There are a few people in my life who I talk to the most often. If you were to ask them which subjects I talk about the most, they would probably tell you: Politics/World Affairs and Islam--specifically da'wah. Aren't politics and religion the two topics that are not welcome in polite conversation? Perhaps.
So I'm going to talk about what I've been doing lately. :-)
First of all, thanks to the brother who helped ease me into Islam, da'wah has been important to me since I embraced the religion. I have been attending meetings of the da'wah committee at my masjid for a while now, and without taking a formal position I have tried to contribute. Last year I attended a seminar for ING and eventually became certified to present for them, so since last spring I have had the opportunity to give a number of presentations about Islam.
I have also given presentations on behalf of the da'wah committee--which until just recently had a remarkably similar presentation. More recently, I have developed another new presentation for the da'wah committee with the help of the sheikh, which I've been able to deliver a few times as well.
But a few months ago, probably November or early December, the committee discussed in a meeting that they wanted more speakers, they wanted a more active presentation group, people to give presentations about Islam. I and another sister were charged with creating a program to train volunteers in speaking. We decided to start in the new year because she was going on hajj.
So she gets back and I start trying to push to get this done. We began with just the two of us and then got another brother involved. We met with the sheikh and started to toss around ideas of what we needed to teach people, and how, and we developed something of a higher quality than I originally had in mind, but also with a smaller scope than my partner had in mind.
Her idea was to have a long-range program with several levels, certification, advanced levels of learning. The problem I had with it is that first we only need a few people immediately and while I want to see more people involved, we aren't qualified to teach several levels and we'd have to put ourselves through it first. Also, weeks and months of required training would put people off of the idea, I think, and also waste their time.
Yet originally we had a 6 week program, but decided that we needed to include a foundational session on aqeedah--which meant having the imam instruct part of it. Then I worked out the rest of what we wanted to cover, we at another time worked on scheduling and blah blah blah, we came up with a 4-session course, with 4-hour sessions meeting once a week. Now it's exciting to do advertising and recruiting people--alhamdulillah people are definitely showing interest in it.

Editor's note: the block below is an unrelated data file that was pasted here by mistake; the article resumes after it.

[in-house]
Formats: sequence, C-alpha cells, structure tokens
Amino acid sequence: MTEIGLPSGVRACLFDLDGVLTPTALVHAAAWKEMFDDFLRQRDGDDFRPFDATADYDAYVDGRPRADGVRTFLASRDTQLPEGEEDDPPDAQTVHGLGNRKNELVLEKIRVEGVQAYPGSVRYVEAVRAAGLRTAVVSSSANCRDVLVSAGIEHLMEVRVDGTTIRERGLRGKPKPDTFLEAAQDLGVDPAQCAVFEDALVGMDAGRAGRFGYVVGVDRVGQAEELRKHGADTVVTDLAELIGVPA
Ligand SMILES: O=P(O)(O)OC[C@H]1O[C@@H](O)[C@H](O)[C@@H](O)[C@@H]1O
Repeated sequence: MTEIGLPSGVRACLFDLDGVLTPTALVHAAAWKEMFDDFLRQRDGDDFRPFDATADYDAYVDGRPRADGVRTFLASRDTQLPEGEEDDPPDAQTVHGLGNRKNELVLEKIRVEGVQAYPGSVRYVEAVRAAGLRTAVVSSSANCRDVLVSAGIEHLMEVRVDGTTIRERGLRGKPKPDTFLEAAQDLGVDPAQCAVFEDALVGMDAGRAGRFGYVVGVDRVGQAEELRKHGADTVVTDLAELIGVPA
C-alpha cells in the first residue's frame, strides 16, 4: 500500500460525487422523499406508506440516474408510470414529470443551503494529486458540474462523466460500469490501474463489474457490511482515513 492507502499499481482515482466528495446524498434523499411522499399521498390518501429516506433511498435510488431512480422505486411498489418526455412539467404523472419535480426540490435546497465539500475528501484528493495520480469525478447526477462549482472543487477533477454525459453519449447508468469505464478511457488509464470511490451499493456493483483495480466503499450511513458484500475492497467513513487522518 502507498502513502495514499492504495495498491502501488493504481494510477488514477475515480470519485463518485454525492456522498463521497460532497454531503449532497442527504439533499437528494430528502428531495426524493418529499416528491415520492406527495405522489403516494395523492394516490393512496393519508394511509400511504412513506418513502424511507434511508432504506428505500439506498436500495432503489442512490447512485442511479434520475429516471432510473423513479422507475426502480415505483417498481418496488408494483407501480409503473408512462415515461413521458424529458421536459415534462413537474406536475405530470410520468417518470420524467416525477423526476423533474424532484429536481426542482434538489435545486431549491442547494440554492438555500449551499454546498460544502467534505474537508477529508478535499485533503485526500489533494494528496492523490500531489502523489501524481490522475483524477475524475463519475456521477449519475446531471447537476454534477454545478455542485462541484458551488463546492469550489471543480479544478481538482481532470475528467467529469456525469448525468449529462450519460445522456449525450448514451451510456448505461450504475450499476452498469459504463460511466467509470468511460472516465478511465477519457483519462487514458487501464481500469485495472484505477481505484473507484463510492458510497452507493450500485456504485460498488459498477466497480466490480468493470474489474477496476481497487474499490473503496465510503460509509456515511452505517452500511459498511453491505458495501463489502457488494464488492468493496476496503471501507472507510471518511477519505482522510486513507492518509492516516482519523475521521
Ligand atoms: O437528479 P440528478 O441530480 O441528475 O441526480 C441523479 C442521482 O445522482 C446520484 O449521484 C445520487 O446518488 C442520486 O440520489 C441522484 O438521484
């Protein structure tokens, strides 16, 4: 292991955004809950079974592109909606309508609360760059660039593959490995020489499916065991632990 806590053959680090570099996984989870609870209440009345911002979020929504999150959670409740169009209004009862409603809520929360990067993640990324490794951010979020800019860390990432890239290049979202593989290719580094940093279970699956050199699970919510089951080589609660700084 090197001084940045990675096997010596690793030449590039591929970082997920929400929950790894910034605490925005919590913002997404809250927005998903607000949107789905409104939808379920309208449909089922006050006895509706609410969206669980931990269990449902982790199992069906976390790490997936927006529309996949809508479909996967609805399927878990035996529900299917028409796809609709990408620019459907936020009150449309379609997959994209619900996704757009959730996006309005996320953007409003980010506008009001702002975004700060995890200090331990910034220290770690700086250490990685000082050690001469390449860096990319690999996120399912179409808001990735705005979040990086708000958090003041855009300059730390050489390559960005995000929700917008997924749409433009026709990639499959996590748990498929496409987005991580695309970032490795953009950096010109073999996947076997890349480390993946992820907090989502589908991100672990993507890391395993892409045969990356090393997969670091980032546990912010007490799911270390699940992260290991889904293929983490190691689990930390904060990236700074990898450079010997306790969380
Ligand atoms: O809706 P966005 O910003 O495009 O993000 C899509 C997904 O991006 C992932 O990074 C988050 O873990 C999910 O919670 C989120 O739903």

But now I have to ask the question--if they come, what are they getting out of it, really? I don't think someone having only taken this course would be quite ready to go out giving presentations about Islam--though they might be close. I would hope, though, that it would give them enough basic knowledge to encourage them, embolden them to talk to people about Islam.
I really think that people only have a couple of excuses for not giving da'wah. I certainly see it as an obligation on the Muslims--after all, it is commanded in the Qur'an to invite people to the way of their Lord. This is what the prophets have done, conveyed the message to the people. And in the farewell khutbah Muhammad saws said for those present to convey to those who were absent. How could Islam spread if we keep it to ourselves? Won't we be held accountable for that? As Muslims we not only need to live righteously but bring righteousness--encourage it in others.
But some people are shy--and they think that calling to Islam means handing out brochures on the street. Or maybe they think that it's okay for them to just be a "good example" and then keep to themselves. But that's not enough.
So I hope that these Muslims who hear about the program, that they will see how they are asked about Islam--because Muslims are asked about Islam all the time! And I hope they will see how people want to learn about Islam, and why they shouldn't be afraid to talk about it. And that if they know how to answer, they won't be afraid of the questions. And ultimately I'm hoping to see a larger group of people available for da'wah activities like an open house or fair booths etc. A larger group of people reaching out, proud of their Islam instead of trying to hide it.
Anyway, just some thoughts so you don't have to look at the moon anymore. :-)